Huahine Highlights

We are being spoilt by French Polynesian paradise. Case in point is the island of Huahine, one of the Society islands. Located less than a day’s sail from Tahiti, Huahine offers fun on land and water. We spent a week exploring and discovering the Huahine highlights.

About Huahine

Huahine, pronounced “Hoo-a-he-nay” by locals, is part of French Polynesia’s Society islands, with Moorea, Tahiti, Raiatea, and Bora Bora, most notably. The island’s population is around 6,000, bigger than any of the Tuamotus. Since it is close to Tahiti, only 100 miles, the island is easy to visit, accessible by regular flights and ferries from Tahiti.

Sailboat moored in turquoise water, Huahine highlights, French Polynesia
Sava moored in Avea Bay, Huahine

Huahine consists of two islands, Huahine Nui (Big Huahine) and Huahine Iti (Little Huahine), surrounded by fringing coral reefs and little motus. We spent a little over a week exploring this lovely island, visiting three different bays by boat, and cycling around the big island.

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Where to Eat in Cartagena Now

We love Cartagena! It’s fun, scenic, and the food is delicious. While Colombians complain that Cartagena is expensive, we found the prices reasonable compared to most other parts of the world, demonstrating how affordable the rest of Colombia is! In our five months in Cartagena, with side trips here and there, we ate out a lot. Why not? Cartagena’s restaurant scene is vibrant, varied, and affordable. I did a lot of research before coming, but many acclaimed restaurants closed during the pandemic, so my list is where to eat in Cartagena now.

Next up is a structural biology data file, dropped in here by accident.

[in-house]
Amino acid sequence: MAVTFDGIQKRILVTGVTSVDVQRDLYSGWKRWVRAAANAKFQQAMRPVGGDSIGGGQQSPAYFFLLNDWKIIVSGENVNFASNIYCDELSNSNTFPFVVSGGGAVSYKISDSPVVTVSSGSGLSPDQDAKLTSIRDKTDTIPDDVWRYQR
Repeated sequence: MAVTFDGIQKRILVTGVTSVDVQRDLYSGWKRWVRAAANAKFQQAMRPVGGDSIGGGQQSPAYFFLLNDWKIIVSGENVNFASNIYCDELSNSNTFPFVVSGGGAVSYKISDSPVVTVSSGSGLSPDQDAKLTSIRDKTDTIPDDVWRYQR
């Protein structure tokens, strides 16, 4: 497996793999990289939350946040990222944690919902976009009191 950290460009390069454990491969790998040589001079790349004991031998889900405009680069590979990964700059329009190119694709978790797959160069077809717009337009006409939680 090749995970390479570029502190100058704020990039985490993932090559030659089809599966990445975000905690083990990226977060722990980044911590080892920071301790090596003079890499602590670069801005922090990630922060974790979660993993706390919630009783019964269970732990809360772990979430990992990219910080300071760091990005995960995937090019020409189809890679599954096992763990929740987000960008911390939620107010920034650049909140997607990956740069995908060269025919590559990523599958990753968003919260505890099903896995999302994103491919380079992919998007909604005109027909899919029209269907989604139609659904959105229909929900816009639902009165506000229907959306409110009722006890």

When we first got to Cartagena, there was a curfew in effect and the town was empty. We ate a lot of lunches rather than have to rush through dinner at 6PM. Now hours are back to normal, and tourists are back, so I recommend reservations.

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Eating and Drinking in Bonaire

For such a small island, Bonaire has more dining options than you would expect. Once we were free from quarantine and could roam the island, we satisfied our cravings for barbecue, sandwiches, seafood, satays, cheese and chocolate! We did have 3 months, after all! With all that experience, here are my recommendations for eating and drinking in Bonaire.

About Eating and Drinking in Bonaire

Though we were there during the pandemic, most restaurants served take-out, and many had dine-in options with social distancing and other restrictions. Many times, we provided names and emails for contact tracing. Prices are in US dollars, and costs are comparable to what you would pay in the U.S. or Canada, but some items are less expensive. Most places are in or near downtown Kralendjik, but a few are further afield. This map lays out all the places mentioned in the post.

map Eating and Drinking in Bonaire
Eating and Drinking in Bonaire map

Gio’s and Luciano Ice Cream

Ice cream is a luxury to most cruisers! Many cruisers don’t even have space for it on board. We are lucky to have a full freezer but we don’t often have ice cream in it because markets are rarely close to transport ice cream from bus to dinghy to boat fast enough to keep it from melting. So when there’s a gelato shop – or two – on land – we sample the flavors.

gelato eating and drinking in Bonaire
Some of the gelato choices in Bonaire

Eating and drinking in Bonaire should include at least one stop for ice cream. When we were in downtown Kralendjik, we bopped back and forth between two main spots but the tiny town has multiple places for ice cream, way more than we ever saw on the entire island of Antigua.

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